For his second novel, Adrian Duncan plucks real-life 19th-century Russian mathematician Nikolai Lobachevsky from history and places him in the Irish bog in the early 1950s in THE GEOMETER LOBACHEVSKY (Lilliput, €15). Sent from Russia to assist in a Bord na Móna bog, he’s reunited with Rhatigan, an engineer he has met in the past, and who has told him a terrible secret. Nikolai knows the survey to be flawed, given the shifting water table of the bog, but his own situation is unstable too, given a sinister summons he’s received from Moscow. Securing a new identity as a Polish pilgrim, he settles on a tiny island in the Shannon, as his health fails and he longs to return home. Duncan skilfully melds past and present in a story layered with betrayal and dread.
There’s a delicious scene in TRESPASSES (Bloomsbury, €17.90), Louise Kennedy’s brilliant debut novel in which Cushla, a young Belfast teacher and part-time bar worker, meets her married lover in a Dublin hotel that’s swarming with nuns and priests (has to be Wynn’s). When they’ve wined, dined and made love, she buys some religious souvenirs to take home with her. But little good can come from the relationship given their religious and political differences and someone is going to get badly hurt.
The sectarian divide is just as dangerous in 1990s Glasgow where Douglas Stuart returns for his second novel YOUNG MUNGO (Picador, €17.90)). Like his Booker Prize-winning Shuggie Bain, it takes place in a tough neighbourhood with an alcoholic mother, but there’s a further complication for teenager Mungo and his friend and lover James who come from opposite sides of the sectarian divide. The writer, who is based in Manhattan where he had a 20-year career in the fashion business, is determined to eschew any traditional evocations of his homeland where he grew up never having seen its famous beauty spots except on the lids of biscuit tins. Nicola Sturgeon says Young Mungo is even better than Shuggie Bain.
In Nina Stibbe’s excellent ONE DAY I SHALL ASTONISH THE WORLD (Penguin Viking, €17.90) odd but ambitious Norma and sweet, pretty Susan somehow manage to stay friends through petty betrayals and downright back-stabbing. Ice-cold Norma will, over time, take almost everything that Susan loves, including her wedding dress, but they circle back to one another in the end. Laugh-out-loud funny in parts.
NONE OF THIS IS SERIOUS (Cannongate, €15.50) is the debut from Dublin writer Catherine Prasifka whose tale of Dublin student life is played out under a purple-tinged gash that has opened up in the sky. Prasifka, who will inevitably be compared to Sally Rooney – to whom she’s related – brings a sharp perspective on the poison of social media as her characters struggle to find jobs and meaning.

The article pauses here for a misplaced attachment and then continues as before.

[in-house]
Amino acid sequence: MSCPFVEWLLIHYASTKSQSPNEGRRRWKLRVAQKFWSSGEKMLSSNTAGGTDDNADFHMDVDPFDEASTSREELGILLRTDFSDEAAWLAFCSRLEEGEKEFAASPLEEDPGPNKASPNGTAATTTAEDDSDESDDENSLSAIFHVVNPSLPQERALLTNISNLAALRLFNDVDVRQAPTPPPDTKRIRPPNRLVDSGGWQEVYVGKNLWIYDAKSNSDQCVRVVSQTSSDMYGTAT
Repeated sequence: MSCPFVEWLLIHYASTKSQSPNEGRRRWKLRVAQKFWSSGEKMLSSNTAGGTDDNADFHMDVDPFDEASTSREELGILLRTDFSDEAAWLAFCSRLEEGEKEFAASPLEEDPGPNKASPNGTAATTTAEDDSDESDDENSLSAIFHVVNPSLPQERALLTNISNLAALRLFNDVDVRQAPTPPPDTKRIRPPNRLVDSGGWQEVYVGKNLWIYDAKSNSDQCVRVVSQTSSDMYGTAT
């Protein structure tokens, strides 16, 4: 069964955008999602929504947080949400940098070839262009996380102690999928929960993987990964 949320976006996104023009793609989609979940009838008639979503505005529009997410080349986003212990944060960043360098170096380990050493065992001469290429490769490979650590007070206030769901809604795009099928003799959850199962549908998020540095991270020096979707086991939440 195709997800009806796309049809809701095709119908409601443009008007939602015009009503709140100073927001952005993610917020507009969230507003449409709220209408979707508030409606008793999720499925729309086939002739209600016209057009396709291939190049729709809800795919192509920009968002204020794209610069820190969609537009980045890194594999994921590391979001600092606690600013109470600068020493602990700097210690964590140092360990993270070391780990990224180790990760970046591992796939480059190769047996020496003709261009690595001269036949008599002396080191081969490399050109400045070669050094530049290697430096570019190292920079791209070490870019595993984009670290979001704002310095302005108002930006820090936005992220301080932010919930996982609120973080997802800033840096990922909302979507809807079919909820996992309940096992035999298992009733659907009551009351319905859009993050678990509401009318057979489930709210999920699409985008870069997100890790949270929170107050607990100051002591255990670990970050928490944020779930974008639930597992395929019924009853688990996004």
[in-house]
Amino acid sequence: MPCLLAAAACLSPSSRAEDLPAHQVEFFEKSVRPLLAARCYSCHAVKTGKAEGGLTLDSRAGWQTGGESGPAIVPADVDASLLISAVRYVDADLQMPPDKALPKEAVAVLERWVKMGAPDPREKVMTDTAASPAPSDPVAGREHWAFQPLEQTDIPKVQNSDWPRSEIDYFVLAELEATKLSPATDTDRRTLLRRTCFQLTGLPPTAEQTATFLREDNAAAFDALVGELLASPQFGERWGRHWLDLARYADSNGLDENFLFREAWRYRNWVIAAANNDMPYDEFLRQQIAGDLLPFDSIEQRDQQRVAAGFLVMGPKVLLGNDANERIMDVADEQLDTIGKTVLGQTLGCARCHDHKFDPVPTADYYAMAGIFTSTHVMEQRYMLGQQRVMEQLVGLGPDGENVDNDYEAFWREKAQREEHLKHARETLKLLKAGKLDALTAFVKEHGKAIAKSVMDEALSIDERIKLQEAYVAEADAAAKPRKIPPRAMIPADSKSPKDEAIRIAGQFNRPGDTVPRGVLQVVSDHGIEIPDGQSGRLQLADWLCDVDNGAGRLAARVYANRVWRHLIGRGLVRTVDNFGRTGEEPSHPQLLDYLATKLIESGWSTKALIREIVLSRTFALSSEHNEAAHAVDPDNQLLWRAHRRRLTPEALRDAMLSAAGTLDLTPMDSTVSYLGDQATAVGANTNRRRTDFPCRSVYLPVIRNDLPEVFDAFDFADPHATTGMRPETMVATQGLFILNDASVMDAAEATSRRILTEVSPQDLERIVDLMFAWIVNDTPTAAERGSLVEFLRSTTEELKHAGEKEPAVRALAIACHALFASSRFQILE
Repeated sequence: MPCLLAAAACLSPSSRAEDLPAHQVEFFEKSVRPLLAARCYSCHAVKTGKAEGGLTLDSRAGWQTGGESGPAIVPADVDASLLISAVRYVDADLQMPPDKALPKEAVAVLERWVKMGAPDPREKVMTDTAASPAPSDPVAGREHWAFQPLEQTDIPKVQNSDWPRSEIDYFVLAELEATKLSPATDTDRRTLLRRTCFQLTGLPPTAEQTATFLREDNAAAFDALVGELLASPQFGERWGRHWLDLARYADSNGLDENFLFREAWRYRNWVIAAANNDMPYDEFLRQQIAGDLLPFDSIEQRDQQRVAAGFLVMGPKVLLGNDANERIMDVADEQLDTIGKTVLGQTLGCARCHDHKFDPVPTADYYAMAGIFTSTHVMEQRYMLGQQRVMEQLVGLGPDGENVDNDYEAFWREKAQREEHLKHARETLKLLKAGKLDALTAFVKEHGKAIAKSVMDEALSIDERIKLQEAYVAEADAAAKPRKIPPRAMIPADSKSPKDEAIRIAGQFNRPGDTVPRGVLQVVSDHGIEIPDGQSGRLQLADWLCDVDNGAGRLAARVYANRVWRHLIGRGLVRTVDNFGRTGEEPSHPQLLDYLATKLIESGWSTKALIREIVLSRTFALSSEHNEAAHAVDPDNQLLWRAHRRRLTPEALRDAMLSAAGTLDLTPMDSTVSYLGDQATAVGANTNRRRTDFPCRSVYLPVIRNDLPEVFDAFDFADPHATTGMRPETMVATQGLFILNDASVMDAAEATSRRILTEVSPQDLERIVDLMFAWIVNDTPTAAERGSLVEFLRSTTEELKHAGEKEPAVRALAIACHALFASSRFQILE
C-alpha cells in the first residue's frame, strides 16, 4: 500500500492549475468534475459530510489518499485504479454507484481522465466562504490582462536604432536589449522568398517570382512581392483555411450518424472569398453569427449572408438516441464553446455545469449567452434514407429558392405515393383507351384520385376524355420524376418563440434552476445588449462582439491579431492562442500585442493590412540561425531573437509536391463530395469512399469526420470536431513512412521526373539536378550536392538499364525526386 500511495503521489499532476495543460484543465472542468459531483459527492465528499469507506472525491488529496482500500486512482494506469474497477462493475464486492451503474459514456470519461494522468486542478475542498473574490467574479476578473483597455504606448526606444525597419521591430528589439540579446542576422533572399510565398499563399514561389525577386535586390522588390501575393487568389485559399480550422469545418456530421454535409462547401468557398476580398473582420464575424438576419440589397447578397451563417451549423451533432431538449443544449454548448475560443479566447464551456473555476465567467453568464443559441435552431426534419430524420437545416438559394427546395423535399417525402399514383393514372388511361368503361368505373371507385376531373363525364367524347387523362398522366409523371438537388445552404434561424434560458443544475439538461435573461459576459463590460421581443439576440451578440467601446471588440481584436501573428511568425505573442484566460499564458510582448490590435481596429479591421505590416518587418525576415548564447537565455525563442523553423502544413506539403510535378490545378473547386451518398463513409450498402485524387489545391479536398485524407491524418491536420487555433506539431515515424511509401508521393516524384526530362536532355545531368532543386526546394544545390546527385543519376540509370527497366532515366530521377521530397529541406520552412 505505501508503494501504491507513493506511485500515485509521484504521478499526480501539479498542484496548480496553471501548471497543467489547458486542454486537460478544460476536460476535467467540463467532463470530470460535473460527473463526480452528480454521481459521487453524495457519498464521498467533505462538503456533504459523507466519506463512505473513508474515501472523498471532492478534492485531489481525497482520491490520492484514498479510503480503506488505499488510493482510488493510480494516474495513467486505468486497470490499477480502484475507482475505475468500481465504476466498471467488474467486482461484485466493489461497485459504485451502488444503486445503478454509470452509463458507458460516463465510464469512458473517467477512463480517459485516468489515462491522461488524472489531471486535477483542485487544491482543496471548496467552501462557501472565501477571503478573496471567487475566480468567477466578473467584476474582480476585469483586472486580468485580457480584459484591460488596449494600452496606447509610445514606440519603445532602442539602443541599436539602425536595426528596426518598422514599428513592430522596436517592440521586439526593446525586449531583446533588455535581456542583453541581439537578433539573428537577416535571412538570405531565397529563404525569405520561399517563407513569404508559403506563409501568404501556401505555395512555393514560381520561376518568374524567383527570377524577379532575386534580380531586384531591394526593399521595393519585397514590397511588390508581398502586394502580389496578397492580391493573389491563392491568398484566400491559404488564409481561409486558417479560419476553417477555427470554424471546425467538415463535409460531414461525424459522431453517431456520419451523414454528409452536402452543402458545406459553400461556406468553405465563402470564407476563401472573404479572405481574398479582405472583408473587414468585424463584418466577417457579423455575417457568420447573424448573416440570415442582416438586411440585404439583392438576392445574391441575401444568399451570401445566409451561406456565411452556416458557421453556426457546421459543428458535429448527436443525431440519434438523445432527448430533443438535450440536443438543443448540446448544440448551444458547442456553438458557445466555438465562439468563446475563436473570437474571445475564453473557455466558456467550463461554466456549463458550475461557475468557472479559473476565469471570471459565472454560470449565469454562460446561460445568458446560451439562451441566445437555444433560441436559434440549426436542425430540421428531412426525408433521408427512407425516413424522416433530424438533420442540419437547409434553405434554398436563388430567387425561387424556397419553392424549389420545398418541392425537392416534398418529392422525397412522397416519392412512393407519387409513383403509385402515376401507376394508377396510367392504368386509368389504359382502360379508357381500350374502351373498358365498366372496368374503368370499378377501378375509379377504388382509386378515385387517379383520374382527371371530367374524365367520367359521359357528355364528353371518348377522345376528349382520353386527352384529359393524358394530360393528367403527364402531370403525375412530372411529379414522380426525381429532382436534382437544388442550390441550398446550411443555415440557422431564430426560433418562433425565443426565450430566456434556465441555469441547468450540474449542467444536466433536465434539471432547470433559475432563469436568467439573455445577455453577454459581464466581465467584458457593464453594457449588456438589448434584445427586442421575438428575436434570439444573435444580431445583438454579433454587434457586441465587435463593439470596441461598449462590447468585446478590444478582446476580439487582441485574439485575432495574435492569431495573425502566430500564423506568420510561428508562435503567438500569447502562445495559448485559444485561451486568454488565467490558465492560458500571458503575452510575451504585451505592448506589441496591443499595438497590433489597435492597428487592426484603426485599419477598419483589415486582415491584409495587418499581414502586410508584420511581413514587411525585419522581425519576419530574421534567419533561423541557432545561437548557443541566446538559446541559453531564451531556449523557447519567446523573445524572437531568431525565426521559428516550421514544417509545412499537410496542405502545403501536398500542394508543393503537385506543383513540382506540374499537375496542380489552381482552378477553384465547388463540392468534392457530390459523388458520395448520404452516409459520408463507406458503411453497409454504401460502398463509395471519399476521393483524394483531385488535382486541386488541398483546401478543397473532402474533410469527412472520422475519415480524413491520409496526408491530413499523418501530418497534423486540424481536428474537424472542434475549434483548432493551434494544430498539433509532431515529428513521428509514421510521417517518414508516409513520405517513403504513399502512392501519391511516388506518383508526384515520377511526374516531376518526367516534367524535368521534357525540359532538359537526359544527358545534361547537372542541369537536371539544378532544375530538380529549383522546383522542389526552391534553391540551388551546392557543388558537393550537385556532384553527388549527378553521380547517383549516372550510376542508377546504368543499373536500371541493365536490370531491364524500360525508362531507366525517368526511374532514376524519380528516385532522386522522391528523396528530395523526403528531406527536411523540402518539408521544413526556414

In Delia Ephron’s LEFT ON TENTH (Penguin, £16.99) we meet Ephron at 72, a widow after 37 years of marriage, connecting with new man, psychoanalyst Peter. Her happiness bursts from the page – the sex! – but so too does the panic when illness sets in. The couple marry in a hospital room and together face Ephron’s radical cancer treatment, helped by a generous circle of friends. A lesson in how to ask for help and appreciate what is given.
Meet the Booths – settled in a cabin in rural America, waited on by slaves and supported by an eccentric absent father – a famous Shakespearean actor who descends occasionally to forbid the eating of meat and to exhume a dead daughter to say goodbye. BOOTH (Serpent’s Tail, €17.80) is the latest novel from American writer Karen Joy Fowler whose Booker shortlisted We Are All Completely Beside Ourselves reportedly sold a million copies. Stars rain down on the unfortunate heads of the Booth children in this glorious, alcohol-soaked family saga set against real events of American history.
Long live Margaret Atwood. At 82, the twice Booker prizewinner is relevant as ever with a new book of essays BURNING QUESTIONS (Chatto & Windus, €23.80) plucked from the last 16 years of writings. During that time, the world discovered that that her 1985 novel The Handmaid’s Tale might not be fiction after all, and that the world was well on its way to setting itself on fire. Atwood’s writing is crystal clear and very engaging as her view takes in the rise of Trump, the tech boom, the pandemic, the loss of Ursula Le Guin, to name but some of the topics covered.
Singer-songwriter Dolly Parton has gazillions of record sales under her rhinestone belt but, hell, there’s a novel in there too, and now it’s out in the world, thanks to a collaboration with mega-bestseller James Patterson who has donated much of his wealth to independent bookshops. RUN ROSE RUN (Century, €23.80) is a breakneck read about Annie Lee, a 25-year-old singer who dreams of conquering Nashville if only she can let go of her hardscrabble past. A fast read that comes with its own songbook.